MFR Rating: ★ ★ ★
Always the acid test of any documentary is whether someone without prior interest in the subject can enjoy the film. As an avid sports fan without that passion stretching to Formula One, I was curious to see whether Senna could keep my attention having heard from many non-motor racing fans that it does just that.
It succeeds to an extent. The documentary only offers cursory exploration of Ayrton Senna’s early life and focuses almost entirely on his short, professional career as a Formula One driver. The film offers no narration or talking heads but simply relies on archive footage and interviews, certainly an ambitious way to present a documentary although it’s done so effortlessly that you barely realize.
I have to admit, as someone without any interest in F1 it didn’t completely keep my interest as I had to really rack my brain to make sense of some of the racing procedures, whilst never really seeing Senna as quite as compelling a character I had expected. His rivalry with Alain Prost is explored nicely and he certainly appeared to be very talented but I never felt the film quite tapped into his bravery or what made him so much more audacious than most, or the morality of his daring and dangerous style. It’s undoubtedly well made and I did feel I learned about a sportsman I previously had no real knowledge, but it didn’t quite have the depth of the best motor racing documentary nor the best sport’s documentary of the year, but still stole my interest more than any Gran Prix.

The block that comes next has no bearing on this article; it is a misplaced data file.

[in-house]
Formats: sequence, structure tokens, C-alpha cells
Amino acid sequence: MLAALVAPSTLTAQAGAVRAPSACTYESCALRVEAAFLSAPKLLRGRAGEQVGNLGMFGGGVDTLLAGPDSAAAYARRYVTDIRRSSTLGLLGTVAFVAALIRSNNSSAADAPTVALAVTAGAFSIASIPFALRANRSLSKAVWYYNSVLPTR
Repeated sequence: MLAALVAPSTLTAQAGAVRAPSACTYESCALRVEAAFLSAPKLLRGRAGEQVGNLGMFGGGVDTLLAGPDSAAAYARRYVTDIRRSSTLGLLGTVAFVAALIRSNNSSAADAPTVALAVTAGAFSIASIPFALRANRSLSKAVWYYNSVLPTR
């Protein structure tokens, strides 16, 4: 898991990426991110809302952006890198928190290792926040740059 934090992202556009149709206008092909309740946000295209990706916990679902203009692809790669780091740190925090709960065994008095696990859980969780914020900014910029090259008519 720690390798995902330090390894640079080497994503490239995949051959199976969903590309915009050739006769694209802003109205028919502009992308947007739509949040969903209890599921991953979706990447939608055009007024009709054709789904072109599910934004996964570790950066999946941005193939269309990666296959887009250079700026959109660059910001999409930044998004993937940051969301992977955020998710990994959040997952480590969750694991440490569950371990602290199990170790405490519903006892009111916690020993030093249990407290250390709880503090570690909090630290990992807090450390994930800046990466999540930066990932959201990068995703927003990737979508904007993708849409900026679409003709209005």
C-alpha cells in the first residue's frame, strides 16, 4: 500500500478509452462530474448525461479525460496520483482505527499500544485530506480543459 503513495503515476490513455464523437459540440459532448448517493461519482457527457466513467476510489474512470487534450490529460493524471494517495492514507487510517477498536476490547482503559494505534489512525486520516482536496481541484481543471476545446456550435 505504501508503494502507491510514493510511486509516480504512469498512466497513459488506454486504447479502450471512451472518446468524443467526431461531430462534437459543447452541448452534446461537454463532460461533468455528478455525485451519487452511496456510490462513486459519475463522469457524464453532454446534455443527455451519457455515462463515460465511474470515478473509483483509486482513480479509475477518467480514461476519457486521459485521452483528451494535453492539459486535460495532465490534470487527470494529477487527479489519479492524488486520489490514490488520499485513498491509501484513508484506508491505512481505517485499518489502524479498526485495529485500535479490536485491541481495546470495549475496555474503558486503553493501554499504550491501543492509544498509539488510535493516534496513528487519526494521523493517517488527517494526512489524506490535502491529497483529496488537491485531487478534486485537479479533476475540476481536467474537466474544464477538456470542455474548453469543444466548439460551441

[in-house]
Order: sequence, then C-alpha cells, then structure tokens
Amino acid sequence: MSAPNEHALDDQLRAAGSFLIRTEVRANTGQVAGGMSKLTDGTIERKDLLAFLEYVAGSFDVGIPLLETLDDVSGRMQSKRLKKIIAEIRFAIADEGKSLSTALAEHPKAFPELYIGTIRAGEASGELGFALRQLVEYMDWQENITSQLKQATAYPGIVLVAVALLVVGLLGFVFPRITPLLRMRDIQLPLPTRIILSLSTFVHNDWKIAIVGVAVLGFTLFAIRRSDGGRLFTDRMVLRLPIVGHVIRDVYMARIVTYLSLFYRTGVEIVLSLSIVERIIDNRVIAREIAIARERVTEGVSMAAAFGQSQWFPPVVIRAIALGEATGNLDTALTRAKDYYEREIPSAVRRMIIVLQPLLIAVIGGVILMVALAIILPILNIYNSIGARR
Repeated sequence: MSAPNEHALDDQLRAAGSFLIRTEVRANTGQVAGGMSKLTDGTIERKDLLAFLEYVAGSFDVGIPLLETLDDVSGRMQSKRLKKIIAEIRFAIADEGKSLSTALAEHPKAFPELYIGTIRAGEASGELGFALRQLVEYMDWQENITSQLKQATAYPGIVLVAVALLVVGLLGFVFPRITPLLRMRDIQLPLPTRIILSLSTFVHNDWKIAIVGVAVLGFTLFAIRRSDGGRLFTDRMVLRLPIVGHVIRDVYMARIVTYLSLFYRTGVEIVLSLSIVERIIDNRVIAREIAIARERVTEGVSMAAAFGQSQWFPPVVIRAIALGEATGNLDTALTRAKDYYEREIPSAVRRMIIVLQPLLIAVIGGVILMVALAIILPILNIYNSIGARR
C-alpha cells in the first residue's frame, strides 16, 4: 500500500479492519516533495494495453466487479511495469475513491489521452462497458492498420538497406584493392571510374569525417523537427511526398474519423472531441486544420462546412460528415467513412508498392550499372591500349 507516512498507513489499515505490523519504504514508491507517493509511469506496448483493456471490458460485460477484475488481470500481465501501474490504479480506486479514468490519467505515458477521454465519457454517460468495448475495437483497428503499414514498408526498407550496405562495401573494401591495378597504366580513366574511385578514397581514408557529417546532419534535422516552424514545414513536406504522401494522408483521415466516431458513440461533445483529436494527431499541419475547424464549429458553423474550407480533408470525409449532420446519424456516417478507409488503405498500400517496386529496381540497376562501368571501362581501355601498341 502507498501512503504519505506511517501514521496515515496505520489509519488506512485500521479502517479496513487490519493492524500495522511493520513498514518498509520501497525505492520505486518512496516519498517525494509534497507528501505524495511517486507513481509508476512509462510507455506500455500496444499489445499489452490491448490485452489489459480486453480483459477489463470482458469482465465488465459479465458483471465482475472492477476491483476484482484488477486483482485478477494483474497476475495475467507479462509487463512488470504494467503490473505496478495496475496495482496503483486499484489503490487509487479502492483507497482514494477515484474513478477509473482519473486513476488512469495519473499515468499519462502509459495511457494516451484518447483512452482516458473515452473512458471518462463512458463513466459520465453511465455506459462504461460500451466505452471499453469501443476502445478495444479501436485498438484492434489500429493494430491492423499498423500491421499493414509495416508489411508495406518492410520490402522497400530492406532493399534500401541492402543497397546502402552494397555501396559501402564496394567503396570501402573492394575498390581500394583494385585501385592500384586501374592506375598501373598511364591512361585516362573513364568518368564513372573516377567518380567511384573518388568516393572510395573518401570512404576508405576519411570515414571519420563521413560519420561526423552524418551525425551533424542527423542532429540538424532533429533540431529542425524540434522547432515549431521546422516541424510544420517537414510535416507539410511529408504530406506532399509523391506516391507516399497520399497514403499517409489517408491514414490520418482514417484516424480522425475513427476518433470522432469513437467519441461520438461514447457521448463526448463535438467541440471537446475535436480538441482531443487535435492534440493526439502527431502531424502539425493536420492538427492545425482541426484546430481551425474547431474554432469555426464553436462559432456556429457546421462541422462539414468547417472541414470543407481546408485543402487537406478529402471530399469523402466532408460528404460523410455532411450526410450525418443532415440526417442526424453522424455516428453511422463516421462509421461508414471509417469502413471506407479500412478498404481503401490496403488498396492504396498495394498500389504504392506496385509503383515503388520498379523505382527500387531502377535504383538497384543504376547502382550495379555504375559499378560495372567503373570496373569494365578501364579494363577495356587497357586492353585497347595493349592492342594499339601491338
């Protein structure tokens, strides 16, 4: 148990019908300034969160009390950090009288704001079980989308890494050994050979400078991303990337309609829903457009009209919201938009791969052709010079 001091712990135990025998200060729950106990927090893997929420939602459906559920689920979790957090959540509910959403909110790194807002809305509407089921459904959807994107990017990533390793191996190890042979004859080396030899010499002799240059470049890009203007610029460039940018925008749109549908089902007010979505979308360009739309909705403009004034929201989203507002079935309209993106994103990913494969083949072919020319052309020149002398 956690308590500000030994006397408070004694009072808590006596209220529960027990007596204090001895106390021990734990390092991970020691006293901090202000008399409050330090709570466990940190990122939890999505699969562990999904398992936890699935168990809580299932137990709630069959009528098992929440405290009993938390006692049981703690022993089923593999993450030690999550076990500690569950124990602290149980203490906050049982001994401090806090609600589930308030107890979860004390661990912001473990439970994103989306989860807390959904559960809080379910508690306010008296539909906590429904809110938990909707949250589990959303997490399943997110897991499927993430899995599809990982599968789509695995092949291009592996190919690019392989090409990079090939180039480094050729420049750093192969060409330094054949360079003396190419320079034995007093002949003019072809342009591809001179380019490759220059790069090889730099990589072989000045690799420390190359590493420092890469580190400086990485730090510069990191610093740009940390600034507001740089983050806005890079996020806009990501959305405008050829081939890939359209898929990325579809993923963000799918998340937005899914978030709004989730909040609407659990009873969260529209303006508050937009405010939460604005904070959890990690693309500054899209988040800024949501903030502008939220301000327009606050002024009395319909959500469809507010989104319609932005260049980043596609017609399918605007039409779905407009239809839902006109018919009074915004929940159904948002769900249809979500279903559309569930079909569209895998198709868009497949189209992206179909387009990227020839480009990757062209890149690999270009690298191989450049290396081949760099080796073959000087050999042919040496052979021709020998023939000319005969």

Senna is out now in the UK and out on 12 August in the USA (limited release). Running time: 105 mins. Certificate 12A (UK).
Review by David Rank